Don’t Buy It: The Marketing Scam of MSM and the “Science of Reading”

Since 2018, Education Week has published a steady stream of click-bait press-release journalism promoting the “science of reading” (SoR).

So the latest scare-article is not surprising: More Than 1 in 3 Children Who Started School in the Pandemic Need ‘Intensive’ Reading Help. Now let’s look at the details:

That’s according to a new study by the testing group Amplify, based on data from more than 400,000 students in kindergarten through 5th grades who participated in the Dynamic Indicators of Basic Early Literacy Skills, which Amplify administers. The research, released late Wednesday, shows that though students have begun to recover lost academic ground in the last year, big holes remain in students’ fundamental reading skills.

Researchers compared students’ reading achievement from 2019 through 2022 on DIBELS, one of the most commonly used diagnostic assessments for reading.

More Than 1 in 3 Children Who Started School in the Pandemic Need ‘Intensive’ Reading Help

That’s right Amplify and DIBELS have found that students urgently need … their products.

Imagine a publication called Medical Week in decades long ago when the tobacco industry did “research” and found no link between smoking and cancer. Imagine MedWeek publishing pro-smoking articles grounded in the tobacco industry’s “research.”

Well, you don’t have to imagine with EdWeek.

EdWeek and mainstream media have been complicit for almost four years now in the SoR marketing scam that uses “science” like a baseball bat to disorient the public and political leaders so non-scientific products and policies are slipped into the education system.

SoR cites NCTQ, an organization that releases “reports” that are not peer-reviewed (and third-party reviews discredit all of them). [1]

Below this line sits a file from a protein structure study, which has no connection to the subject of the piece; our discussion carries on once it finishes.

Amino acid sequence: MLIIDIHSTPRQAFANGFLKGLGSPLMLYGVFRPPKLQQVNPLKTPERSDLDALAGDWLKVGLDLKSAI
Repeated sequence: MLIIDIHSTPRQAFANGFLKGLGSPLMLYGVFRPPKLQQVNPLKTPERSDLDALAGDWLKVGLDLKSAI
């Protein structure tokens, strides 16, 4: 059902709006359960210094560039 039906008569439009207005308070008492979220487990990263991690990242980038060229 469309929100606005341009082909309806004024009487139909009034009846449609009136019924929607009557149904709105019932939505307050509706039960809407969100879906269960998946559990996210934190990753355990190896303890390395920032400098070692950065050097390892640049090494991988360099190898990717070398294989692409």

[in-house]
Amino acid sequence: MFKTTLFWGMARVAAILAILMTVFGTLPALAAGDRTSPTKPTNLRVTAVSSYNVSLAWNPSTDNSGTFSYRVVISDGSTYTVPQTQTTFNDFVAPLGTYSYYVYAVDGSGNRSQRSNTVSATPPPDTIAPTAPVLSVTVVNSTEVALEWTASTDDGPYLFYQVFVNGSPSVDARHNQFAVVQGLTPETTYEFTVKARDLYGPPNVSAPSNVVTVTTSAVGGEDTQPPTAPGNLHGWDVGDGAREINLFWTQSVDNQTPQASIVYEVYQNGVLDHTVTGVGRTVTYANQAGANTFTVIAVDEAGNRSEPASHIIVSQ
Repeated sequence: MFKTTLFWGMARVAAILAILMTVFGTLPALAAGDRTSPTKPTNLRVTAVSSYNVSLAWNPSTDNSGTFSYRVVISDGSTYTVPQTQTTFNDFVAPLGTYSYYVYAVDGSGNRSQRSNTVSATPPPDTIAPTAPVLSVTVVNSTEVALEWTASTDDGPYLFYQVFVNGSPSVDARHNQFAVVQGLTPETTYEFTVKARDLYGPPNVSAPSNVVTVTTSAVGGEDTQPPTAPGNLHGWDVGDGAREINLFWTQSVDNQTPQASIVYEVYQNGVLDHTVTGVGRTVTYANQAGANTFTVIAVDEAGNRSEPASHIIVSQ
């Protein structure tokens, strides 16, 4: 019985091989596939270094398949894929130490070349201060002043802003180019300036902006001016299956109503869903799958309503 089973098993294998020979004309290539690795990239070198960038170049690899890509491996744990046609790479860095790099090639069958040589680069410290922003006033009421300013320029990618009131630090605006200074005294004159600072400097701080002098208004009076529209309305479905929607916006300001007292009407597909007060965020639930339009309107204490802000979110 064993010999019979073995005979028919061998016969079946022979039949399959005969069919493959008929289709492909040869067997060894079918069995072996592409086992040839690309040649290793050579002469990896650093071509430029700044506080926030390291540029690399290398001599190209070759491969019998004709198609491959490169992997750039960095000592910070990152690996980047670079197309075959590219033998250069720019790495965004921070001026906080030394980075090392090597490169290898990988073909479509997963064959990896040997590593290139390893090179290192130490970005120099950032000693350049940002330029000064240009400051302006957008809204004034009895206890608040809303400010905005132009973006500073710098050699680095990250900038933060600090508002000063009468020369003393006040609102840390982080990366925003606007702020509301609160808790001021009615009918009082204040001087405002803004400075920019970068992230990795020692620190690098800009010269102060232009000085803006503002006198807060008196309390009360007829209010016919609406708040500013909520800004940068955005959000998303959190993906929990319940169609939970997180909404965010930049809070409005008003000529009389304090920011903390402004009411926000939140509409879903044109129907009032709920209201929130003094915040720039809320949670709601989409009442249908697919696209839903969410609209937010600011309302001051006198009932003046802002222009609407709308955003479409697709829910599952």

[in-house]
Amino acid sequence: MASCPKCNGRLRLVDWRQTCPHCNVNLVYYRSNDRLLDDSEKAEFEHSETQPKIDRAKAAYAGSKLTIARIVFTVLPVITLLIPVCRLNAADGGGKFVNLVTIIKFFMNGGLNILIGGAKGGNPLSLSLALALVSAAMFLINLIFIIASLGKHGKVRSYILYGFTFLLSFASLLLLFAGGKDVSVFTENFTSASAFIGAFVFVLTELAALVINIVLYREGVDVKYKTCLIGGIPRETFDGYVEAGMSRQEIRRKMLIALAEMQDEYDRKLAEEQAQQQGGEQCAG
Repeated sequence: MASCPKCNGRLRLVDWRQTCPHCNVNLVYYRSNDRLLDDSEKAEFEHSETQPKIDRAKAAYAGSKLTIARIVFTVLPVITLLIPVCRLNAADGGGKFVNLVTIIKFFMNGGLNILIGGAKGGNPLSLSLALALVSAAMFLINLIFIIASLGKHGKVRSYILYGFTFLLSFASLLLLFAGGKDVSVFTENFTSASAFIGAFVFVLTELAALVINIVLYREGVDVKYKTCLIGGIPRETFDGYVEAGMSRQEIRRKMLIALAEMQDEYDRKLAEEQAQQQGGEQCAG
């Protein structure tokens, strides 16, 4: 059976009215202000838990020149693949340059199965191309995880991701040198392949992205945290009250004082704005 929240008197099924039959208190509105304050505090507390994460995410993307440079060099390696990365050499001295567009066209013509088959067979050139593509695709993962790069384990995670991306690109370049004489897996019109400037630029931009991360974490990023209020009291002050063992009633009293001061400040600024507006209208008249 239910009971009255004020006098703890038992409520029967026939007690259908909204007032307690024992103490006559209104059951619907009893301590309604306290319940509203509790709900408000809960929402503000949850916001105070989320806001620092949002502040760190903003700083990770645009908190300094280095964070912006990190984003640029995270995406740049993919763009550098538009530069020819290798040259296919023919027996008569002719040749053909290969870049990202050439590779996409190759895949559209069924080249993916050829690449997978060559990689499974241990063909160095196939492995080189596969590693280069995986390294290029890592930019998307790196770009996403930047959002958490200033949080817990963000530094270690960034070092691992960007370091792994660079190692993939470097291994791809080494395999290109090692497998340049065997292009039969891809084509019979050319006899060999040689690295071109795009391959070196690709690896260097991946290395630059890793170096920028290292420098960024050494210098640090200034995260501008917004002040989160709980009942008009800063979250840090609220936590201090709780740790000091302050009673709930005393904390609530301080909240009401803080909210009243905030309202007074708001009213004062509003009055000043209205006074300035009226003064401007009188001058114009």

SoR legislation overwhelmingly includes grade retention, a practice refuted by decades of research for being harmful to students.

And SoR is in bed with phonic-intensive programs that are not supported by science; for example, phonics-heavy training for teachers, LETRS:

A growing number of U.S. states have funded and encourage and/or require teachers to attend professional development using Moats’s commercial LETRS program, including Alabama, Arkansas, Kansas, Mississippi, Missouri, Oklahoma, Rhode Island, and Texas. This is despite the fact that an Institute of Education Sciences study of the LETRS intervention found almost no effects on teachers or student achievement (Garet et al., 2008). (p. S259)

Hoffman, J.V., Hikida, M., & Sailors, M. (2020). Contesting science that silences: Amplifying equity, agency, and design research in literacy teacher preparation. Reading Research Quarterly, 55(S1), S255-S266.

DIBELS is a widely refuted screening tool that narrowly defines reading around decoding (including an emphasis on nonsense words, which are completely absent comprehension measures).

The public and political leaders must resist the marketing scam being promoted by mainstream media around reading. But there is a common thread.

EdWeek? Nonsense.

DIBELS? Nonsense.

SoR? Nonsense.

LETRS? Nonsense.

Don’t buy it.

[1] See How to Navigate Social Media Debates about the “Science of Reading” [UPDATED] for all the ways SoR is connected to policies and practices not supported by science/evidence.


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